CBG News: Recent Research
Newer research, published in 2016, reports CBG is a, “well-tolerated appetite stimulant in pre-satiated rats.” There are also exciting discoveries about the neuroprotective qualities of CBG for mice-models of Huntington’s Disease. 3)Brierley, D. I., Samuels, J., Duncan, M., Whalley, B. J., & Williams, C. M. (2016). Cannabigerol is a novel, well-tolerated appetite stimulant in pre-satiated rats. Psychopharmacology, 233(19-20), 3603–3613. https://doi.org/10.1007/s00213-016-4397-44)Valdeolivas, S., Navarrete, C., Cantarero, I., Bellido, M. L., Muñoz, E., & Sagredo, O. (2015). Neuroprotective properties of cannabigerol in Huntington’s disease: studies in R6/2 mice and 3-nitropropionate-lesioned mice. Neurotherapeutics : the journal of the American Society for Experimental NeuroTherapeutics, 12(1), 185–199. https://doi.org/10.1007/s13311-014-0304-z
All these potential therapeutic applications are impressive enough by themselves. But what happens when formulas contain several cannabinoids at once? For example, could a CBD and CBG combination have measurably more anti-cancer benefits than each cannabinoid on its own? More research is necessary, but the prospect is exciting.
It’s Time to Put the “Mother Cannabinoid” to Work
Although several global extraction companies have launched lines of CBG isolate and CBG-rich broad-spectrum products, technically, CBG is still getting through early phases of study. There is a lot of CBG news, but few well-controlled, advanced, clinical studies. At this stage, it’s exciting and well-founded theories, but not a lot of facts.
Global Cannabinoid Research Center is a for-profit center creating courses on medical cannabis. It recently launched a campaign championing the power of CBG. Mike Robinson, the founder, spoke with Digital Journal in August 2020, to explain why he was personally so excited about the potential of this relatively unknown cannabinoid. He has created cannabinoid formulas over the years, incorporating minor-cannabinoids. For his own health, and that of his daughter, he reports remarkable benefits.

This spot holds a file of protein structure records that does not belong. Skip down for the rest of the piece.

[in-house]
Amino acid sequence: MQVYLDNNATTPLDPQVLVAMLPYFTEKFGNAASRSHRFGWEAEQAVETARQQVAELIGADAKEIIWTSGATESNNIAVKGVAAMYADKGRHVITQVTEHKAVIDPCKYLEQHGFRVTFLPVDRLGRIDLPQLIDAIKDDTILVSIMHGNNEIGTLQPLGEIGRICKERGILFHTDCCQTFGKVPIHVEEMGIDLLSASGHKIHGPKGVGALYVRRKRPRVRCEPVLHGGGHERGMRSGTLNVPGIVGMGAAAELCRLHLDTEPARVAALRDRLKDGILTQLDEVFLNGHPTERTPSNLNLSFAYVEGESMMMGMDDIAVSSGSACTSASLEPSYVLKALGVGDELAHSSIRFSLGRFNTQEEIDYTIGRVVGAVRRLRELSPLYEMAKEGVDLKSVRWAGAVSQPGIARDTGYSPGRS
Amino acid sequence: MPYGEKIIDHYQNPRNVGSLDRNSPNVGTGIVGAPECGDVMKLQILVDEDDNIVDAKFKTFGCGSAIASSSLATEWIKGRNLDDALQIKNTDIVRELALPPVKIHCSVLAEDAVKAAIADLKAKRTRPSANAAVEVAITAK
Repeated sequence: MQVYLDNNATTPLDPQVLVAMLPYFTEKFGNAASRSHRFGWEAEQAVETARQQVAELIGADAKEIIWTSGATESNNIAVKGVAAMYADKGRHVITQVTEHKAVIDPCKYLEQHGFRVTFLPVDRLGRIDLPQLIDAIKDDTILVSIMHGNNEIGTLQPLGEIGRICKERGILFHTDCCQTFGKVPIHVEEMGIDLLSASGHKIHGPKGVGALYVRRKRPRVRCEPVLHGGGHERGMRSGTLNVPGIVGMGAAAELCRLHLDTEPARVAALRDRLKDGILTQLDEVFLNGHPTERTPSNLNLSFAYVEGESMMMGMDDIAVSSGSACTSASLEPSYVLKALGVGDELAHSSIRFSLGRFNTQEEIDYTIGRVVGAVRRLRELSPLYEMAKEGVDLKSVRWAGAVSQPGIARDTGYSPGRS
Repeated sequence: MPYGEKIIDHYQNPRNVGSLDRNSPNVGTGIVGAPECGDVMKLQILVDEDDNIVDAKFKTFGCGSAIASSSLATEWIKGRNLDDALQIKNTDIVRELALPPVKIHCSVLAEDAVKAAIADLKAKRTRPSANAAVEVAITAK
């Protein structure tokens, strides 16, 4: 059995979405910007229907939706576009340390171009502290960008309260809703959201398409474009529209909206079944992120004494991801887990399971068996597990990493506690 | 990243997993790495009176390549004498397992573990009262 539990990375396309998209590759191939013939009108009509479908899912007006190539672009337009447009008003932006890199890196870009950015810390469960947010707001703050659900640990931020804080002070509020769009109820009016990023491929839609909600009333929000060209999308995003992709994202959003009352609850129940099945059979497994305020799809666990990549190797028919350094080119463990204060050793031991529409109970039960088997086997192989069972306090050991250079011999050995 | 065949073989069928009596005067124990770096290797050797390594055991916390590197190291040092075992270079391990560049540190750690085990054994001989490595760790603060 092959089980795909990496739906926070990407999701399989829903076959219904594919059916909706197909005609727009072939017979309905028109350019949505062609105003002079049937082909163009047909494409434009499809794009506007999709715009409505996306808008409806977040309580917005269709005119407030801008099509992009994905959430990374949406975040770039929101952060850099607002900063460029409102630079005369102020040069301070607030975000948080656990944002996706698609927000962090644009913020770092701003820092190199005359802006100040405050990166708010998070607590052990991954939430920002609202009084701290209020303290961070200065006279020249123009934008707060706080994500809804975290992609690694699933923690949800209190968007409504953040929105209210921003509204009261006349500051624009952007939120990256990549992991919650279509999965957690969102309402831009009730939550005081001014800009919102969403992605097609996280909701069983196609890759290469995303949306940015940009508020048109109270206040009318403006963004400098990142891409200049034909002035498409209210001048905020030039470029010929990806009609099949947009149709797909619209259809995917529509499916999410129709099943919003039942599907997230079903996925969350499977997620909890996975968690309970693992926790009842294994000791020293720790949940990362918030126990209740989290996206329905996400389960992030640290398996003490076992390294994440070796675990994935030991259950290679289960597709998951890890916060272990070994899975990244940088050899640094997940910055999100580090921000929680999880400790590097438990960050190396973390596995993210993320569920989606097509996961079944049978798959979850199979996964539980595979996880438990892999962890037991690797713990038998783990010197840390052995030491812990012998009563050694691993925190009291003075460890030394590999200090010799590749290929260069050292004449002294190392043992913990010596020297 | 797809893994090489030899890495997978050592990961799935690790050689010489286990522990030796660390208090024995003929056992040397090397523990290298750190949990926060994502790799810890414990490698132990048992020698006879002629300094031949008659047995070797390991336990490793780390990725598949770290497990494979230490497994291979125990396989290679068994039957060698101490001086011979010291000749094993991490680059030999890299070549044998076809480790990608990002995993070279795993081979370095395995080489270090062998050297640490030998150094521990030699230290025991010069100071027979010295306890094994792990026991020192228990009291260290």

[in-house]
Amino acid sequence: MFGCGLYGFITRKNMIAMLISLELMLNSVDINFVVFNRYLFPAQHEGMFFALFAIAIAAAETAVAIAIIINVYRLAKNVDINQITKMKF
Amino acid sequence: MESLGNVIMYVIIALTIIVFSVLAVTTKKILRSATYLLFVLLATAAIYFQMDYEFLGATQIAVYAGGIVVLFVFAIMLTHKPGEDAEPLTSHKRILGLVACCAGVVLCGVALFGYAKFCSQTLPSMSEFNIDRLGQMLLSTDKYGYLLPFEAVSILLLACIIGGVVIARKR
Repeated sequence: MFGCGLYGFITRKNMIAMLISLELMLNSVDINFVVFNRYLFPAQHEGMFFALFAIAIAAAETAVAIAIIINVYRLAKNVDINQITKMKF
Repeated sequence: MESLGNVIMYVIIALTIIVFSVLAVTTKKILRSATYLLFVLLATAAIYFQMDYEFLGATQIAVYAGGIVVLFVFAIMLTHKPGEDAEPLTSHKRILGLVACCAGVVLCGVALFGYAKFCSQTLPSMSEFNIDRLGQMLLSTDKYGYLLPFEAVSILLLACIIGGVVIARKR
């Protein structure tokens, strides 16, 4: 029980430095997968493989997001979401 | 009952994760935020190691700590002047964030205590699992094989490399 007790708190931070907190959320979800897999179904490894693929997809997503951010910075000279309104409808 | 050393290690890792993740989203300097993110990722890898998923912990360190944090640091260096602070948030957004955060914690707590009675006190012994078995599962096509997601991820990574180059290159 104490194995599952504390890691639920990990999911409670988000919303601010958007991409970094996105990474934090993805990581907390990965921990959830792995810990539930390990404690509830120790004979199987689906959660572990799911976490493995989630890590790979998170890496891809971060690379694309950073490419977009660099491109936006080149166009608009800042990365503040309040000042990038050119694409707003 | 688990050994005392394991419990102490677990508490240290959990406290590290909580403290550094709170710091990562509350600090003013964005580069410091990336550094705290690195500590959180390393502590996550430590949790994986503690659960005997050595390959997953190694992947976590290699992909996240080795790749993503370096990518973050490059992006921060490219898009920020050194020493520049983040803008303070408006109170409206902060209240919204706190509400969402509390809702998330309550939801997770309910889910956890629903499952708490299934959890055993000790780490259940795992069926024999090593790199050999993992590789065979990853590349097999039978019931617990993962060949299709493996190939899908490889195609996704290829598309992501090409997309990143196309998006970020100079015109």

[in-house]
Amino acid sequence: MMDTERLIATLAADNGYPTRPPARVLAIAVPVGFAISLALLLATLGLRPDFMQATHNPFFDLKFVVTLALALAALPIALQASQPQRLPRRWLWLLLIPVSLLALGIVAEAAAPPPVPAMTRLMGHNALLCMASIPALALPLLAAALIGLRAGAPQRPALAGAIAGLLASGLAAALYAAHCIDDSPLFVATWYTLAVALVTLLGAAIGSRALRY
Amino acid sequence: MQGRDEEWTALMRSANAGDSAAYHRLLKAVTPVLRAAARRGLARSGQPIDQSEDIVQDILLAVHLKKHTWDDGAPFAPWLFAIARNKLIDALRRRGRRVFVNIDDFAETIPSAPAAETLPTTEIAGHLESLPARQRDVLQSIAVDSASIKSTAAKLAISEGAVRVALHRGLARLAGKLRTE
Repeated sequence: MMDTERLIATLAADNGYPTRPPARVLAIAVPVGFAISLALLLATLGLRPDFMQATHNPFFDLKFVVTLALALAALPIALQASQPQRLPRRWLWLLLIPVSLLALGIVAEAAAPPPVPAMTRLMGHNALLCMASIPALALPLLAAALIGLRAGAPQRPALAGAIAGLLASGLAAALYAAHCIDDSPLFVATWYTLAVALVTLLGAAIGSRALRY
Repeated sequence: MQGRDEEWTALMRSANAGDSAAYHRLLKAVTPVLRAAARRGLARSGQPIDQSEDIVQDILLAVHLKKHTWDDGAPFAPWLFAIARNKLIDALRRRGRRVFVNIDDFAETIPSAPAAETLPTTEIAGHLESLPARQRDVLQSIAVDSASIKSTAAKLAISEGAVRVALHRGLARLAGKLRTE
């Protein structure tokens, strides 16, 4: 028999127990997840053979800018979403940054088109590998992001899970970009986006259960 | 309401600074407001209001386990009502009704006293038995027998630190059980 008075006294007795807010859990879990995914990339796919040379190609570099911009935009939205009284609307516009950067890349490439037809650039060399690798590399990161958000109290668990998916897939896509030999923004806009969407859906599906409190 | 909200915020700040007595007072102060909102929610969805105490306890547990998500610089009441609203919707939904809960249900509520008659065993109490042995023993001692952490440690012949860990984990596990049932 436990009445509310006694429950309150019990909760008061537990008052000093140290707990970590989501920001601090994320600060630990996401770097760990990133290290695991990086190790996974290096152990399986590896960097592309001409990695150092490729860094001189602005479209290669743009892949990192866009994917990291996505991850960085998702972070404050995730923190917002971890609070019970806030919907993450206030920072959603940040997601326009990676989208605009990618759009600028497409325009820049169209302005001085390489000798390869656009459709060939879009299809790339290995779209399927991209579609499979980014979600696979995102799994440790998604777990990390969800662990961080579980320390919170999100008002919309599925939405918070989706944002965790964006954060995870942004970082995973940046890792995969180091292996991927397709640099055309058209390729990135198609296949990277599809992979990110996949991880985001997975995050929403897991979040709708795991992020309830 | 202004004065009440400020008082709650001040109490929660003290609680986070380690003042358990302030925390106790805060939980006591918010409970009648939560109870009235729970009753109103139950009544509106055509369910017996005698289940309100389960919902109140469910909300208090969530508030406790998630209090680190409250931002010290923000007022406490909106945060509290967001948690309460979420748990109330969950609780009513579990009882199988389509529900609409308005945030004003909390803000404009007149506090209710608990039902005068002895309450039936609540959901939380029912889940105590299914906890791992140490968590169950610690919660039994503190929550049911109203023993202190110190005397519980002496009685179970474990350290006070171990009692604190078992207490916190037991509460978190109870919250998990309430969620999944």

As he explained, “Formulators tend to focus on the federal legal cannabidiol (CBD) more than any other element of cannabis due to the ability to research it and use humans in clinical trial, but this is leaving the world of cannabis science with an incomplete picture of what this amazing plant can do.” He, like other passionate advocates, is eager to expand the research into CBG, especially as a component within a wider spectrum. In his words, “The industry is slowly understanding how the “Mother Cannabinoid” CBGa may be the most powerful of all of the cannabinoids.”
References [ + ]
|1, 2.||↑||Russo E. B. (2011). Taming THC: potential cannabis synergy and phytocannabinoid-terpenoid entourage effects. British journal of pharmacology, 163(7), 1344–1364. https://doi.org/10.1111/j.1476-5381.2011.01238.x|
|3.||↑||Brierley, D. I., Samuels, J., Duncan, M., Whalley, B. J., & Williams, C. M. (2016). Cannabigerol is a novel, well-tolerated appetite stimulant in pre-satiated rats. Psychopharmacology, 233(19-20), 3603–3613. https://doi.org/10.1007/s00213-016-4397-4|
|4.||↑||Valdeolivas, S., Navarrete, C., Cantarero, I., Bellido, M. L., Muñoz, E., & Sagredo, O. (2015). Neuroprotective properties of cannabigerol in Huntington’s disease: studies in R6/2 mice and 3-nitropropionate-lesioned mice. Neurotherapeutics : the journal of the American Society for Experimental NeuroTherapeutics, 12(1), 185–199. https://doi.org/10.1007/s13311-014-0304-z|